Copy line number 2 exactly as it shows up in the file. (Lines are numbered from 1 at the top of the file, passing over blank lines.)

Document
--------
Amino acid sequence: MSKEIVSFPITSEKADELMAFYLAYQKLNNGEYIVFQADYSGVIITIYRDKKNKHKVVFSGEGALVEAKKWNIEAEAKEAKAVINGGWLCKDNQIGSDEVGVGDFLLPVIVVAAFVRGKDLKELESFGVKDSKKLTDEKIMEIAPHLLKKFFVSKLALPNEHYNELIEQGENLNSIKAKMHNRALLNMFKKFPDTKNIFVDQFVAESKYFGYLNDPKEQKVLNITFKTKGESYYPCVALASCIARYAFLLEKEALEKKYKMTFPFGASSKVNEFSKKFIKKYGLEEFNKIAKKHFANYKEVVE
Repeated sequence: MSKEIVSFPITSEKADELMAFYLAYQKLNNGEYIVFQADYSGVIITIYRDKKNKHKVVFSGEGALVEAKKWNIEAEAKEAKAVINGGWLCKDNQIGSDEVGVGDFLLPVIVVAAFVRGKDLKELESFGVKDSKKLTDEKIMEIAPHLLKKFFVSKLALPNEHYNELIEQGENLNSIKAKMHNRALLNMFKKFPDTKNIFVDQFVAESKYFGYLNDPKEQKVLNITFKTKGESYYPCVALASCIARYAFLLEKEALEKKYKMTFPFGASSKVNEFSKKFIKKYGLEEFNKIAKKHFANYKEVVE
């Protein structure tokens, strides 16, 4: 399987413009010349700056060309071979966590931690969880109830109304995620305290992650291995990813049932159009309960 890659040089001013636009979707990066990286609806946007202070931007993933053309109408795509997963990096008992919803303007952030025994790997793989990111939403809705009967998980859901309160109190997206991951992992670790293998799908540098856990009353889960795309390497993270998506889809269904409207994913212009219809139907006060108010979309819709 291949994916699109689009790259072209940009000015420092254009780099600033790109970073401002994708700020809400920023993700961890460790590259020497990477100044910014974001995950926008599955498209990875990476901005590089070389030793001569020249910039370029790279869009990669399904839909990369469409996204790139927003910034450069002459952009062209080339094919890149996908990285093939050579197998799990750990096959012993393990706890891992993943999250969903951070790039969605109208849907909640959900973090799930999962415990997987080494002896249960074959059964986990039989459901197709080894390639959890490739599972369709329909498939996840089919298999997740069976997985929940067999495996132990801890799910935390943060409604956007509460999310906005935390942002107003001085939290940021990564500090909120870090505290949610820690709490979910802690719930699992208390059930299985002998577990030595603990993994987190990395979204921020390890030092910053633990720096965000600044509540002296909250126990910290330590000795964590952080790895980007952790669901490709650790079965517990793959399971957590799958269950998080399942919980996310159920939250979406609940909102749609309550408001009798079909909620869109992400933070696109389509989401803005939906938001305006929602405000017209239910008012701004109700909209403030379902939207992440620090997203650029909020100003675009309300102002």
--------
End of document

Repeated sequence: MSKEIVSFPITSEKADELMAFYLAYQKLNNGEYIVFQADYSGVIITIYRDKKNKHKVVFSGEGALVEAKKWNIEAEAKEAKAVINGGWLCKDNQIGSDEVGVGDFLLPVIVVAAFVRGKDLKELESFGVKDSKKLTDEKIMEIAPHLLKKFFVSKLALPNEHYNELIEQGENLNSIKAKMHNRALLNMFKKFPDTKNIFVDQFVAESKYFGYLNDPKEQKVLNITFKTKGESYYPCVALASCIARYAFLLEKEALEKKYKMTFPFGASSKVNEFSKKFIKKYGLEEFNKIAKKHFANYKEVVE